Josh Fattal and Shane Bauer, the two Americans freed from an Iranian prison, said Sunday their two-year captivity was a nightmare and that solitary confinement was "the worst experience of our lives."
NEW YORK — Two Americans freed from an Iranian prison said Sunday their two-year captivity was a nightmare of “false hope” and hunger strikes, with investigators telling them they had been forgotten by their families.
“We had to go on hunger strikes repeatedly just to receive letters from our loved ones,” said Josh Fattal. “Many times, too many times, we heard the screams of other prisoners being beaten and there was nothing we could do to help them. Solitary confinement was the worst experience of our lives.”
Fattal and Shane Bauer, whom Iran had suspected of spying, were set free on Wednesday and arrived at John F. Kennedy International Airport on Sunday, a day after leaving Oman.
“We lived in a world of lies and false hope,” Fattal said at a news conference. “The investigators lied that Ambassador Leu from the Swiss Embassy in Tehran did not want to see us. They told us, again falsely, that we would be given due process and access to our lawyer, the courageous and persistent Mr. Masoud Shafii. Most infuriatingly, they even told us that our families had stopped writing us letters.”
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The two, both 29, were released after a turbulent week of behind-the-scenes negotiations. Joined in Oman by their parents, siblings and Bauer’s fiancee, 33-year-old Sarah Shourd, the former prisoners spent their first three days of freedom in Oman’s capital, Muscat.
In New York on Sunday, Fattal read from a prepared statement.
“Releasing us is a good gesture, and no positive step should go unnoticed,” he said. “We applaud the Iranian authorities for finally making the right decision regarding our case. But we want to be clear that they do not deserve undue credit for ending what they had no right and no justification to start in the first place.”
Fattal and Bauer showered praise Saturday on Oman, the Persian Gulf sultanate that played a pivotal role in engineering their freedom.
Speaking at Muscat International Airport before beginning the trip that brought them to New York, Fattal and Bauer said they were thankful for the intervention of Oman’s monarch and his emissary, a prominent Omani banker.
Fattal spoke of the simple joy of finally watching the sun rise for the first time in 26 months. He thanked America’s ambassador to Oman for his hospitality in providing a way station on the hikers’ journey home.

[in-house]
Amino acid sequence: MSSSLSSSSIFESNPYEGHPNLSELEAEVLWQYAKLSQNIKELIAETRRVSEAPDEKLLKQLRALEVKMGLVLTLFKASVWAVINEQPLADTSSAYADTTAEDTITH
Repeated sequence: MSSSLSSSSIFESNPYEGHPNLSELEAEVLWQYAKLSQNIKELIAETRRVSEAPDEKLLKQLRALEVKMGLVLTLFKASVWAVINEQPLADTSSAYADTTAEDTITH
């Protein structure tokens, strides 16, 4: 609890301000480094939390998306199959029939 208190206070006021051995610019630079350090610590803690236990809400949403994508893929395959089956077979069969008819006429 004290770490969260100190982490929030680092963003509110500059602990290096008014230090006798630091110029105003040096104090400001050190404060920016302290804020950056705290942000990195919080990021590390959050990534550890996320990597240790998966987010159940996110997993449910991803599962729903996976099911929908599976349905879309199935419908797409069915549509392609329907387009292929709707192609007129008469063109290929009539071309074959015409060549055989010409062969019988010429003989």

“Just hours after we left prison, we were able to swim in the calm waters of the gulf,” Fattal said. “We stayed up all night with our loved ones and watched the most beautiful sunrise we have ever seen. These experiences will be with us for the rest of our lives. We would like to thank Oman for welcoming us, and for hosting our families. We also thank the American ambassador, Richard Schmierer, and his wife, Sandy, for their hospitality. We hope someday to return to this wonderful country, but for now we are eager to go home at last.”
Fattal, Bauer and Shourd say they were hiking near a waterfall in a tourist region of northern Iraqi Kurdistan when they were arrested by Iranian border guards on July 31, 2009. If they crossed Iran’s unmarked border, it was by accident, they say.
Shourd, who became engaged to Bauer while they were in prison, was let go a year ago on what Iran called humanitarian release because she was reportedly seriously ill.
The hikers’ parents and friends mounted an international campaign for their freedom. Their supporters came to include Muhammad Ali, South Africa’s Archbishop Desmond Tutu, Mia Farrow and many others.
President Obama spoke out on their behalf, saying they never had worked for the U.S. government. Obama and Secretary of State Hillary Rodham Clinton said the hikers were curious travelers who got themselves into a terrible situation and that their prolonged detention was unjust.
After numerous delays, Fattal and Bauer were eventually tried, convicted and sentenced to eight years in prison. They were released after a $1 million bail-for-freedom deal mediated, and reportedly paid for, by Oman.